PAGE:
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The Humboldt River runs through northern Nevadamarker in the western United Statesmarker. At approximately long, it is the longest river in the arid Great Basin of North America. It has no outlet to the ocean, but instead empties into the Humboldt Sinkmarker. It is the largest river in the United States, in terms of discharge, that does not ultimately reach the ocean. Through its tributaries the river drains most of sparsely populated northern Nevada, traversing the state roughly east to west, and passing through repeated gaps in the north-south running mountain ranges. It furnishes the only natural transportation artery across the Great Basin, and has provided a route for the historical route for westward migration, railroads, and modern highways. The river is named for the Germanmarker naturalist Alexander von Humboldt.


The source of the river is a spring called Humboldt Wells at the northern tip of the East Humboldt Rangemarker, just outside the city of Wellsmarker. The river flows west-southwest through Elko Countymarker past the community of Elkomarker. In northern Eureka Countymarker it passes along the south end of the Tuscarora Mountainsmarker, and then along the north end of the Shoshone Rangemarker. At Battle Mountainmarker it turns northwest for approximately , then west at Red House and past Golcondamarker and a spur of the Sonoma Range. Then it turns southwest, flowing past Winnemucamarker and through Pershing Countymarker, along the western side of the Humboldt Range and the West Humboldt Rangemarker. It empties into an intermittent lake in the Humboldt Sinkmarker on the border between Pershingmarker and Churchillmarker counties, approximately southwest of Lovelockmarker.

The river receives the North Forkmarker of the Humboldt River in Elko County, approximately upstream from Elko, and the South Forkmarker approximately downstream. It merges with the Reese River near Battle Mountain, and receives the Little Humboldt River approximately upstream from Winnemucca. It is impounded in central Pershing County by the Rye Patch Dammarker, forming the Rye Patch Reservoirmarker.

The river is highly variable in flow, generally decreasing in volume downstream to the west, in part due to the removal of water from the river for irrigation.


The region of the river in northern Nevada was sparsely inhabited by the Paiute and Shoshone at the time of the arrival of European Americanmarker settlers. The region was little known by non-indigenous peoples until the arrival of fur trappers in the middle 19th century.

The first recorded sighting of the river was on November 9, 1828, by Peter Skene Ogden during his fifth expedition to the Snake Country. Odgen came southward along the Little Humboldt, encountering the main river at the confluence near Winnemucca. Ogden explored the river for several hundred miles, blazing a trail along it and making the first known map of the region. He initially named the river "Unknown River", due to the source and course of the river still being unknown to him, and later "Paul's River", after one of his trappers who died on the expedition and was buried on the river bank. He later changed it again to "Mary's River," named after the Native American wife of one of his trappers, which later somehow became "St. Mary's River". However in 1829 he suggested that "Swampy River" best described the course he had traversed. In 1833 the Bonneville-Walker fur party explored the river, naming it "Barren River". Washington Irving's 1837 book describing the Bonneville expedition called it "Ogden's River", the name used by many early travelers. By the early 1840s the trail along the river was being used by settlers going west to Californiamarker.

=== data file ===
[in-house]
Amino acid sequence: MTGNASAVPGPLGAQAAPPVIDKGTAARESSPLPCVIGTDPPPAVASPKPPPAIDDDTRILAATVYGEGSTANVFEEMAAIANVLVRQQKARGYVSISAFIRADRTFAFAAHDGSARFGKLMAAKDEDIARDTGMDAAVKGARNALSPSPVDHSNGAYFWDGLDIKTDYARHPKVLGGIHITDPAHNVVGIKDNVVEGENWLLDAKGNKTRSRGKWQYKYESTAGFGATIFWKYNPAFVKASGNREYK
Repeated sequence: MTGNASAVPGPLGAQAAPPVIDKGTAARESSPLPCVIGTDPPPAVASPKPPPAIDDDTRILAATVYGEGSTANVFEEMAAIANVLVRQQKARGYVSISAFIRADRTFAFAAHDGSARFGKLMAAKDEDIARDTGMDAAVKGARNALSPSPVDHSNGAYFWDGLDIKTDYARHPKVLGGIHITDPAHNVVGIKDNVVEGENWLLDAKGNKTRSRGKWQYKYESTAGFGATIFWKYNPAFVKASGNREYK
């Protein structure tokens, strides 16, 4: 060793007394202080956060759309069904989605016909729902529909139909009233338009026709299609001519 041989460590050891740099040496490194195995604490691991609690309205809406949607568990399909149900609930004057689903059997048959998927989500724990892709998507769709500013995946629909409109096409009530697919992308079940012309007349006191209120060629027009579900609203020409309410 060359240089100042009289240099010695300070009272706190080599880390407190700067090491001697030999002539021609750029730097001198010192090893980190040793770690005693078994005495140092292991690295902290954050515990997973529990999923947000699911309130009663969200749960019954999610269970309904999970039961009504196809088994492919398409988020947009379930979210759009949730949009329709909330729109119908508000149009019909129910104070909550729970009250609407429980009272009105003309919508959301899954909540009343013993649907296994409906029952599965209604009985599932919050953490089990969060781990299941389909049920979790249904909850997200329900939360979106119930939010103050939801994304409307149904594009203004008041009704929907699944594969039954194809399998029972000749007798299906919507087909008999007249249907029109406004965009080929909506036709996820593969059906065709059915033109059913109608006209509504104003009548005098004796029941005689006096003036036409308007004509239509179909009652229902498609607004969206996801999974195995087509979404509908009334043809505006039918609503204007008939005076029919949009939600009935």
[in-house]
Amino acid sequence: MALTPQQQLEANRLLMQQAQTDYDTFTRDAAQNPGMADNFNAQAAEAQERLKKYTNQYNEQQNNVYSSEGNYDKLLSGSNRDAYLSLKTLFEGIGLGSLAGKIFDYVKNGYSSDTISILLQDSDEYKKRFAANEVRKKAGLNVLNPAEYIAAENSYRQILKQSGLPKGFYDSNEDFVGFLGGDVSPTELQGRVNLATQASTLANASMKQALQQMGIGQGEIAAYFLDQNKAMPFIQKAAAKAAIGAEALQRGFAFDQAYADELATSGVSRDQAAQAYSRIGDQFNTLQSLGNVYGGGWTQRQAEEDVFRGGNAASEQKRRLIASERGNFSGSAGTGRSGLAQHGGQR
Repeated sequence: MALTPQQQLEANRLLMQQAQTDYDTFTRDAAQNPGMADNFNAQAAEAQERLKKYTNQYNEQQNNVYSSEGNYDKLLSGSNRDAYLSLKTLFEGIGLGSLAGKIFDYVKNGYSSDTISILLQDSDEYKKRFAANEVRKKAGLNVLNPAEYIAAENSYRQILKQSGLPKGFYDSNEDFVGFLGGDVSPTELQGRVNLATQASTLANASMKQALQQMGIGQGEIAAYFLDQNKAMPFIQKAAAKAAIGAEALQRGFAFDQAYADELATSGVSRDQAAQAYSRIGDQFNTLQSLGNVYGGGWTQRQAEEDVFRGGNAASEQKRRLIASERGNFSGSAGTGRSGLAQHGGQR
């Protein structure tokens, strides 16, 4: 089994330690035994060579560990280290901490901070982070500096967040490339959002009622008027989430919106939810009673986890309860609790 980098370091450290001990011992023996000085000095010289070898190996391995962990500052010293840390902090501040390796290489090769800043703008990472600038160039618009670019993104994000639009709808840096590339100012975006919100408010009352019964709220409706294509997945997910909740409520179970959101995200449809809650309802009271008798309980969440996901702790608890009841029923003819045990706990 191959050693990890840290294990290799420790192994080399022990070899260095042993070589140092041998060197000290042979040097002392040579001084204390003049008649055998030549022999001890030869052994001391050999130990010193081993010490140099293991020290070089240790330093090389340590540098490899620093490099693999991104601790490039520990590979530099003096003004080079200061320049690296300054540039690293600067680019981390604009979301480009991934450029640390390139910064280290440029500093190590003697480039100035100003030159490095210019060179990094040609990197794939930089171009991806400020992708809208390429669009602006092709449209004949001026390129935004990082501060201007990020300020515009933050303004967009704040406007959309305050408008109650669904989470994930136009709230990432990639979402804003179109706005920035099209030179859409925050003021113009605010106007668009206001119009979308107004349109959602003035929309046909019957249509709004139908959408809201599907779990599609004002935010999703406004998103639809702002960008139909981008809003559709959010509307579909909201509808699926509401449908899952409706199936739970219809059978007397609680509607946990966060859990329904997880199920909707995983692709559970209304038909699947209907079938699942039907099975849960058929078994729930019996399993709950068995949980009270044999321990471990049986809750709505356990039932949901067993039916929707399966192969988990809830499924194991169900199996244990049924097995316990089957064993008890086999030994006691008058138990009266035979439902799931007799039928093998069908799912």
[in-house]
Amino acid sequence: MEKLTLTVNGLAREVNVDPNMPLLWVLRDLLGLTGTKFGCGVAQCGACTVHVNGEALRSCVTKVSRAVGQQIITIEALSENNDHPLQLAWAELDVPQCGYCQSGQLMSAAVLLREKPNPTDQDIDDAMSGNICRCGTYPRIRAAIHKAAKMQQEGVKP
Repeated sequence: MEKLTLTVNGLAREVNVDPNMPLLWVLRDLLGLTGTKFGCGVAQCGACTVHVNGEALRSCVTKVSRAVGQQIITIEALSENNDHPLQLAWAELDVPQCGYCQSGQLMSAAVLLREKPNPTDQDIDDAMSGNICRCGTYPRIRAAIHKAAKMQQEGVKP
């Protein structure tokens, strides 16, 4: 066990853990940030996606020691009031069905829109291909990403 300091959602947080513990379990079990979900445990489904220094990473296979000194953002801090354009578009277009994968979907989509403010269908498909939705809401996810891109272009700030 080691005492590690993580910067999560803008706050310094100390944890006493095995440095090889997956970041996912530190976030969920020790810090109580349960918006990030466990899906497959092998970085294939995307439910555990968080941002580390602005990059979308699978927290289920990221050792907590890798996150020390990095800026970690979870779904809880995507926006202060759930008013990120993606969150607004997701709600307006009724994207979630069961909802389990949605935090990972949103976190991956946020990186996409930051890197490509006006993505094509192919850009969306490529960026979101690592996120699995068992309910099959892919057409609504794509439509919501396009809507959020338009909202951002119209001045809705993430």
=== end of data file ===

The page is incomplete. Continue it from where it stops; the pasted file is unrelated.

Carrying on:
In 1848 the river was explored by John C. Frémont, who made a thorough map of the region and gave the river its current name. The following year the river became the route of the California Trail, the primary land route for migrants to the California gold fields. In 1869 the river was used as part of the route of the Central Pacific segment of the Transcontinental Railroad.

In the 20th century, the valley of the river became the route for U.S. Highway 40, later replaced by Interstate 80. About 45,000 people live within of the river, roughly a third of the population of the state outside of western Nevada and Southern Nevada.

See also


  1. online at Google Books
  2. McMullen, Wallace (January 1, 2001). Names New and Old. Edwin Mellen Press. ISBN 0-7734-7534-6. Page 87.

Further reading

  • Wallace, A.R. et al. (2005). Metallic mineral resource assessment of the Humboldt River Basin, northern Nevada (USGS Fact Sheet 2005-3023]. Reno, NV: U.S. Department of the Interior, U.S. Geological Survey.
  • Yager, D.B. and H.W. Folger. (2003). Map showing silver concentrations from stream sediments and soils throughout the Humboldt River Basin and surrounding areas, northern Nevada [U.S. Geological Survey Miscellaneous Field Studies Map MF-2407-I]. Denver, CO: U.S. Department of the Interior, U.S. Geological Survey.

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